Luke Clausen hopes to win his first pro-level event since 2011. Photo by Phoenix Moore
By Luke Clausen - December 28, 2019
I’m going to say something that isn’t going to come as a surprise to most of you: fishing is harder than it looks.
That’s a lesson I’ve learned over the course of many years during my professional career. At first, it didn’t start out very difficult. I was able to win the FLW Cup as a rookie in 2004 at Logan Martin Lake, and the Bassmaster Classic in 2006 at Lake Tohopekaliga. That was just 18 months into being a full-time professional angler.
I couldn’t really help but think that this was a pretty easy gig. I was saying to myself, “This isn’t that hard, I can go out and win these big tournaments no problem.” I was young, and didn’t really know what I should have been doing as far as technique is concerned. I just knew I was going out there and doing what felt right at the time, and luckily cashing some bigger checks.
I came back down to Earth because it got a little more difficult after that. Since that Classic win in 2006, I’ve only notched one more win in my pro career, and that was in 2011. I’ve strung together some Top-10 finishes and even some Top 5s, but the wins have evaded me.
Now Versus Then
I guess the difference now is that I fish harder than I did when I was younger. Not that I didn’t fish hard back then, but now I just feel a little more pressure to do well and try to win.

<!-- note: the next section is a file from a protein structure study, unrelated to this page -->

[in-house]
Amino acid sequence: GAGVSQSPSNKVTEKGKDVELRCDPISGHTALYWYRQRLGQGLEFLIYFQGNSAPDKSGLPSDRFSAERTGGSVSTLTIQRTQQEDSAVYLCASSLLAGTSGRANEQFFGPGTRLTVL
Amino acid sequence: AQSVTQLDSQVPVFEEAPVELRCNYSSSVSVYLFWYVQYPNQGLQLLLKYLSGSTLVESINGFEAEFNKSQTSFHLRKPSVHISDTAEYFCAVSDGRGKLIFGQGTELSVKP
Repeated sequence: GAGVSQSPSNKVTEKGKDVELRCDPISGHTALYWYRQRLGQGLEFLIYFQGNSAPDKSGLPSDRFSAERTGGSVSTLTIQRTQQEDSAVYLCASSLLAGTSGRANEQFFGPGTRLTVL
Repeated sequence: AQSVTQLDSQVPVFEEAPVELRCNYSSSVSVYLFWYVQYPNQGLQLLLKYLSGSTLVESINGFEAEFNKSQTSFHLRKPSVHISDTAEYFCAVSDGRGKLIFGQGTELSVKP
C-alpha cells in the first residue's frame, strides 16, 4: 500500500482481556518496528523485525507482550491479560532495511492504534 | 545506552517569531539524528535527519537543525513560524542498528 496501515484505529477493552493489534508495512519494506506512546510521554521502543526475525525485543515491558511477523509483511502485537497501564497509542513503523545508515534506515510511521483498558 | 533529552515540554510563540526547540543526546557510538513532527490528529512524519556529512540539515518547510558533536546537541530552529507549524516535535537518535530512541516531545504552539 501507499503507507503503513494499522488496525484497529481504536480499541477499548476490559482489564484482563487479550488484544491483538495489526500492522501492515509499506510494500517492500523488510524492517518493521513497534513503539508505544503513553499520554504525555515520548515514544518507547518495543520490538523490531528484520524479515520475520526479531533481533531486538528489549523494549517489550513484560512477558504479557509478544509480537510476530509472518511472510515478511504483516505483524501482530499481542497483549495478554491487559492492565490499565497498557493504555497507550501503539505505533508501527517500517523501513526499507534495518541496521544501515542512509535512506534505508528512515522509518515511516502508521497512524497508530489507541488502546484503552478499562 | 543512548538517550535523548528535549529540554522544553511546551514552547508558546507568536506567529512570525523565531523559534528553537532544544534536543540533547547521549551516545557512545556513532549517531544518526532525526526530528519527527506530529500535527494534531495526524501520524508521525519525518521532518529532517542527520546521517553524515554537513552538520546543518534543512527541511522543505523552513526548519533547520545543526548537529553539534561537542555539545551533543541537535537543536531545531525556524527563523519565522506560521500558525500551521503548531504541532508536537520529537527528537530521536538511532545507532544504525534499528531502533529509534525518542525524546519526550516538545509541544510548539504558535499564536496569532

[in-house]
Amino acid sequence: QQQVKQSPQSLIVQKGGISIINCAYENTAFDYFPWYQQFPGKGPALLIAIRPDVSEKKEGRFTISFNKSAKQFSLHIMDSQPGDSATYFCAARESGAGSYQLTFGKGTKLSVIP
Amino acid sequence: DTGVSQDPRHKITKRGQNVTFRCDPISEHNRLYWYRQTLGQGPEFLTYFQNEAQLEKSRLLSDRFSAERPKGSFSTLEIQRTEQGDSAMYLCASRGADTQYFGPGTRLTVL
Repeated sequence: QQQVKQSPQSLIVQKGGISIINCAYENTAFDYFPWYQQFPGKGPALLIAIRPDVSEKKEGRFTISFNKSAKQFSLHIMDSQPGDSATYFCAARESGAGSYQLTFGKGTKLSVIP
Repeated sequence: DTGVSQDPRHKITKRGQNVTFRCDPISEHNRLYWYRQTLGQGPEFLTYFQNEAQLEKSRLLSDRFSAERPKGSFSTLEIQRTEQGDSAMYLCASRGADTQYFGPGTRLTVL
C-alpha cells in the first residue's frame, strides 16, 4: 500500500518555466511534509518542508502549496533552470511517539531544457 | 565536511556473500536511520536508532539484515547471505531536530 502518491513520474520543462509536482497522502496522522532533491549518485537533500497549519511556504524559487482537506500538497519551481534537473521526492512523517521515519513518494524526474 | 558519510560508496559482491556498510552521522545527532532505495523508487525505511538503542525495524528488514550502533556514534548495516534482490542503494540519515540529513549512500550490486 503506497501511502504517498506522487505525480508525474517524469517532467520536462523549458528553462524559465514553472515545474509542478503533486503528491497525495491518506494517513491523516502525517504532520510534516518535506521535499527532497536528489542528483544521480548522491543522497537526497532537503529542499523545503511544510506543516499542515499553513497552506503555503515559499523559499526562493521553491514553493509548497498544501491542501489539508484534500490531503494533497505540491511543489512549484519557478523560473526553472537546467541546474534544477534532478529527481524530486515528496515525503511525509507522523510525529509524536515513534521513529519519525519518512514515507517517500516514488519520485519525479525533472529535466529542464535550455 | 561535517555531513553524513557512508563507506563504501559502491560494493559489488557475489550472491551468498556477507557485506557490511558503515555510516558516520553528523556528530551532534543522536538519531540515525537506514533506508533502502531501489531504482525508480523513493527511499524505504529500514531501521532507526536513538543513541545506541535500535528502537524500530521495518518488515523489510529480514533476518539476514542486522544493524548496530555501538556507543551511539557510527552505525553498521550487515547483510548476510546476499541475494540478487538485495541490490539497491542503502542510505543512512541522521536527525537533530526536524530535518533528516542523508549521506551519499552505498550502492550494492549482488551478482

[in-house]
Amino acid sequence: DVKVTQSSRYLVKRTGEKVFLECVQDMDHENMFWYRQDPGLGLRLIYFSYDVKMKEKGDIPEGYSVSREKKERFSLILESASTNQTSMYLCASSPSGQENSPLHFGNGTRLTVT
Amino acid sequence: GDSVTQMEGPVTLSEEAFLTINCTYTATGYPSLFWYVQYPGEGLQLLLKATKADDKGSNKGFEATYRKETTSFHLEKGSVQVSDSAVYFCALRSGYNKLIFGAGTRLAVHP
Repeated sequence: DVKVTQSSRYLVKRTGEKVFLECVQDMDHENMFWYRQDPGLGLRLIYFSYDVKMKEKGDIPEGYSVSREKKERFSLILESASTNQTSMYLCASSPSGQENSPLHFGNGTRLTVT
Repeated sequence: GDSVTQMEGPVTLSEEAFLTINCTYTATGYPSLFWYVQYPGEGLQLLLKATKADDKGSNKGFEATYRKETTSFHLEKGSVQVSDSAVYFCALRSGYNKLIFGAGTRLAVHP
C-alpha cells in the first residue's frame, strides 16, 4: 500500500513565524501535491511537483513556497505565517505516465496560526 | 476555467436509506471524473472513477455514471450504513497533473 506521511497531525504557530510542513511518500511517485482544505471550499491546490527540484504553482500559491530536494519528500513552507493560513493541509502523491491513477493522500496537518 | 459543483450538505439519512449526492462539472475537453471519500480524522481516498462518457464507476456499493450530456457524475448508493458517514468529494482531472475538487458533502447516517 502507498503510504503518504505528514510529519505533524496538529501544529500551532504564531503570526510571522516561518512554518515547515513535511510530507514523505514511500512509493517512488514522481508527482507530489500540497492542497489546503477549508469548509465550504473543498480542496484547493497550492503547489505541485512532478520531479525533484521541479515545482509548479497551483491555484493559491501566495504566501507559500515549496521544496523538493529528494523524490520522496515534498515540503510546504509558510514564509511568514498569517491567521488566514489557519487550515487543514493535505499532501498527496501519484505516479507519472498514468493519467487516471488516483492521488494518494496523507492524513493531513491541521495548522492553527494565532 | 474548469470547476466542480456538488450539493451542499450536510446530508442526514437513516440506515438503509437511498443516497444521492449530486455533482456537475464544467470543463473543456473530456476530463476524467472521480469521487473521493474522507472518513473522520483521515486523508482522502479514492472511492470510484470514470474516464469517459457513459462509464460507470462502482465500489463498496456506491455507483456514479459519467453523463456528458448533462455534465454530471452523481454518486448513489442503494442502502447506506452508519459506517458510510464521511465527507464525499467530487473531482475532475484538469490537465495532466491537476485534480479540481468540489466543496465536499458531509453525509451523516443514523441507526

What I’ve discovered over the past few years is that a fishing career is really about managing the ebbs and flows that you come across. I had that early success, but there have also been a few times where I’ve gone out and just gotten my butt kicked. When you’re getting your butt kicked, you feel like you need to work harder and sometimes that’s not always good. You can overthink simple things or put too much pressure on yourself and make a mistake you wouldn’t normally make.
I also think that wins are viewed differently than they used to. Back when I won the FLW Cup and the Classic, there weren’t that many tournaments, and if you won one of those big ones it was a massive deal. Now, if you win a tournament, people forget about you the next week because they’ve already moved on to watching the next one.
It’s kind of like information overload with all of the tournaments and YouTube channels. I’m glad I won my events when I did because it felt like they were celebrated and recognized for a longer period of time then.
Don’t get me wrong, I still want to win. I’m hoping that my next win comes here this season on the Bass Pro Tour. I’m going up against the most stacked field I’ve ever faced, so to get a win against these guys would be pretty amazing.
A win for me wouldn’t be about the instant gratification of winning, it’s more about gaining confidence. We saw it with Edwin this year: When you get on one of those hot streaks, your confidence can carry you a long way. I want to win not only for the trophy and the money, but really to try and kickstart it into even more wins down the road.